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The Children's Hospital of Southwest Florida

Severe Facial Pain May Require Surgery

Lehigh Acres Teen Donates 14 Pints of Blood

“ Many times, medication and less-invasive treatments are effective in relieving the pain,” Dr. Lin says. “Surgery is the last resort”.
Facial pain is usually caused by dental or other easily identified problems—the result of an accident or trauma, a fall or something else that offers an explanation. For patients who find no relief, an appointment with a neurosurgeon might reveal a hidden cause—trigeminal neuralgia.

The condition is caused when an artery begins to touch and compress the trigeminal nerve that is located in the brain stem. "This is a very painful condition, which can be incapacitating," says Lee Memorial Health System neurosurgeon Dean Lin, M.D. "Before treatments were available, it was known as the 'suicide disease' because patients would frequently commit suicide rather than live with the pain."

In fact, by the time many patients connect with a neurosurgeon, they have already taken drastic measures to relieve the pain. "The typical time from beginning of the pain until a proper diagnosis is about nine months, and people are miserable with pain during that time," Dr. Lin says. "A lot of people have the teeth on that side of their face pulled out, thinking there is a dental problem. Most people are missing several teeth by the time I see them."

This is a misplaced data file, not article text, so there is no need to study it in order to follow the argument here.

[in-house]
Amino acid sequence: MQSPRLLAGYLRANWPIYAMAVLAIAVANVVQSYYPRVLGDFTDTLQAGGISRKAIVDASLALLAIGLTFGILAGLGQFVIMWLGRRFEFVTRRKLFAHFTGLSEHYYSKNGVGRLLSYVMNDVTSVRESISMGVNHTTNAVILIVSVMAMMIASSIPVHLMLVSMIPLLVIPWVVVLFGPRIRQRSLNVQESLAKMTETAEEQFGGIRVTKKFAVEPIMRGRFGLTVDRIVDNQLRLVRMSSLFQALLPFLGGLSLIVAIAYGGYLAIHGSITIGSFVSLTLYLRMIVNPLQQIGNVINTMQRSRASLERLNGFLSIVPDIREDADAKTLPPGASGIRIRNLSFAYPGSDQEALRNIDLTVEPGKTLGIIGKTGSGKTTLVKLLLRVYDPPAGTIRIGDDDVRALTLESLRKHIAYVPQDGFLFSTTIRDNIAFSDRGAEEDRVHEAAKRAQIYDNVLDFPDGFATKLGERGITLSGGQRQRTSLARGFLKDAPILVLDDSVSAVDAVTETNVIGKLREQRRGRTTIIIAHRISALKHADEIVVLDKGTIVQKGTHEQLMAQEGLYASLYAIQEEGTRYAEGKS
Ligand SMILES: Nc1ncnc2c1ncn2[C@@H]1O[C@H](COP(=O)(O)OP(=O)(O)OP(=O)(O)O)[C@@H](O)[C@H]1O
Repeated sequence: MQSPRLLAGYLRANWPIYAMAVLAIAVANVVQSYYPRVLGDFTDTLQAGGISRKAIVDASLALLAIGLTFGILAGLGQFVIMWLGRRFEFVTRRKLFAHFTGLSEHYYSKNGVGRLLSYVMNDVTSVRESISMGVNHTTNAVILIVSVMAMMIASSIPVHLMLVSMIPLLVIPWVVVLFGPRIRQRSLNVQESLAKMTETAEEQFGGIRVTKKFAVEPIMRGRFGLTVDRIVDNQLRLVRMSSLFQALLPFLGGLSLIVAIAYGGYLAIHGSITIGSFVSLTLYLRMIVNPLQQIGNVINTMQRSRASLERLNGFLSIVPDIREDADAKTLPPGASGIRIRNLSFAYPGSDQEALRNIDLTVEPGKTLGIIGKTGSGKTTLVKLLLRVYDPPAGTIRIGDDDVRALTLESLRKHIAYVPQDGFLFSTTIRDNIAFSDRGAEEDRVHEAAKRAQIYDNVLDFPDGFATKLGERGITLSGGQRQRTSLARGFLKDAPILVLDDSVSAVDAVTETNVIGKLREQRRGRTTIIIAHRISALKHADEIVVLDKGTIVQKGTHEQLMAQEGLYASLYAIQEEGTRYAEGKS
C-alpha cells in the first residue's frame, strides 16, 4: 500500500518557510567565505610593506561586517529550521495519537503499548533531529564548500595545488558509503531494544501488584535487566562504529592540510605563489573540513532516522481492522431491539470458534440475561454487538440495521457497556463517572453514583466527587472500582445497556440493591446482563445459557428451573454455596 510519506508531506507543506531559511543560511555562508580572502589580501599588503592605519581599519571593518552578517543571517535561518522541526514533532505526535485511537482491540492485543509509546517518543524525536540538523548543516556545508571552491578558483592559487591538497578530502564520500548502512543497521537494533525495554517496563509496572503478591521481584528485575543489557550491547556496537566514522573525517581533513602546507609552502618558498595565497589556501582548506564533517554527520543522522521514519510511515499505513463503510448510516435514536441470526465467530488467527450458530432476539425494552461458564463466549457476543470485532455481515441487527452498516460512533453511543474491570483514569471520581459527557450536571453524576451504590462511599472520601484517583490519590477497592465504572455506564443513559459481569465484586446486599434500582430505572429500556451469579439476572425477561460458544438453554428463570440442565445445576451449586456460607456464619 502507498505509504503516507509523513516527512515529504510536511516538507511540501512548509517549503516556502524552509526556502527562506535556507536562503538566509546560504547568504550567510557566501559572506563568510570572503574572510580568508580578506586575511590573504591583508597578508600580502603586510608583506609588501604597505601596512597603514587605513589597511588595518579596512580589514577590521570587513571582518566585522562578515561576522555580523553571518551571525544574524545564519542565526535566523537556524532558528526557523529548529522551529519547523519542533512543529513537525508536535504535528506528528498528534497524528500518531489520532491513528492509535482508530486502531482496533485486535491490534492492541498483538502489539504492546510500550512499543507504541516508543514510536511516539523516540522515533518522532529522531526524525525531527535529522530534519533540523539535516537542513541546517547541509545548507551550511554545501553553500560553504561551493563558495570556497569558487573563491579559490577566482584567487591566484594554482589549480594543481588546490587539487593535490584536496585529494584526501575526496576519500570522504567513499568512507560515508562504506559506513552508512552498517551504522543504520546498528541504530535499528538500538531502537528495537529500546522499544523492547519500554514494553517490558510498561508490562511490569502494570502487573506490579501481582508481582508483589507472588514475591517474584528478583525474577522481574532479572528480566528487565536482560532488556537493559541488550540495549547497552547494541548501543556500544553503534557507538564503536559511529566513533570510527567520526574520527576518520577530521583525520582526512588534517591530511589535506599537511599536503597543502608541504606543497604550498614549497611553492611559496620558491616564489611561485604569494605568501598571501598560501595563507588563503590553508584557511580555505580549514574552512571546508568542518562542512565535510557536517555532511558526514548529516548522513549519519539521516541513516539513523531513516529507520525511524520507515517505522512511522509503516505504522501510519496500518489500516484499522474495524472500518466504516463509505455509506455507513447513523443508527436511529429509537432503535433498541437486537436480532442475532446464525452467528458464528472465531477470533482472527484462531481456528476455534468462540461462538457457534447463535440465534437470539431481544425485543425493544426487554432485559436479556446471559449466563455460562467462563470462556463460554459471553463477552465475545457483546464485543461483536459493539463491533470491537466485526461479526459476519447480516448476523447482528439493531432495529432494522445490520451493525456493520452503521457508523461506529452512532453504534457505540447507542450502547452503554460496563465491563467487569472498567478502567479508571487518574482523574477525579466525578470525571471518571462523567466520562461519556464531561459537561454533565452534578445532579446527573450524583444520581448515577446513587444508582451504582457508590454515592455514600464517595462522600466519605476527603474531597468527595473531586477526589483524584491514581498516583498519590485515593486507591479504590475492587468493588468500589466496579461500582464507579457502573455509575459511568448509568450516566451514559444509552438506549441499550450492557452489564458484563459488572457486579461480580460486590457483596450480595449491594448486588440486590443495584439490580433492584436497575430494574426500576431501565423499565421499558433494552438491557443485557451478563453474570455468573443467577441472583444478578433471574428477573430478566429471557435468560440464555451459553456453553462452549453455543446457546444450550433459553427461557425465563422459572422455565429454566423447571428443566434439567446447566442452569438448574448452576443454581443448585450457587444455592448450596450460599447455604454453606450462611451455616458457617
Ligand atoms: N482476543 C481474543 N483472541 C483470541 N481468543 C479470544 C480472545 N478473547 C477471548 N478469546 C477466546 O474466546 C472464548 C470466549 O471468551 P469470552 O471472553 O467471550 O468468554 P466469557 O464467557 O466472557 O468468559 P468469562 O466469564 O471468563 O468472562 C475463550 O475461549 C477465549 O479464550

Treatment begins with medication, which is successful in many cases. Patients who need a more comprehensive approach may require treatment that involves the insertion of a needle into the nerve and either injecting it with alcohol or burning it. Only the most severe cases require surgery, where the surgeon separates the nerve from the blood vessel that had contact. Another treatment option is stereotactic radiosurgery, where the physician focuses high-powered X-rays on the affected area.

"Many times, medication and less-invasive treatments are effective in relieving the pain," Dr. Lin says. "Surgery is the last resort."

People who begin feeling unexpected facial pain should explore all potential causes with their dentist and physician before making any decisions on their care, Dr. Lin says. "A lot of people have facial pain and the No. 1 reason is a dental problem," he says. "Very few people have true trigeminal neuralgia."

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Neurosurgery: Trigeminal Neuralgia (Face Pain)

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Dean Lin, M.D.
Neurosurgery
Lee Physician Group
2780 Cleveland Avenue
Suite 819
Fort Myers, FL 33901
239-343-3800

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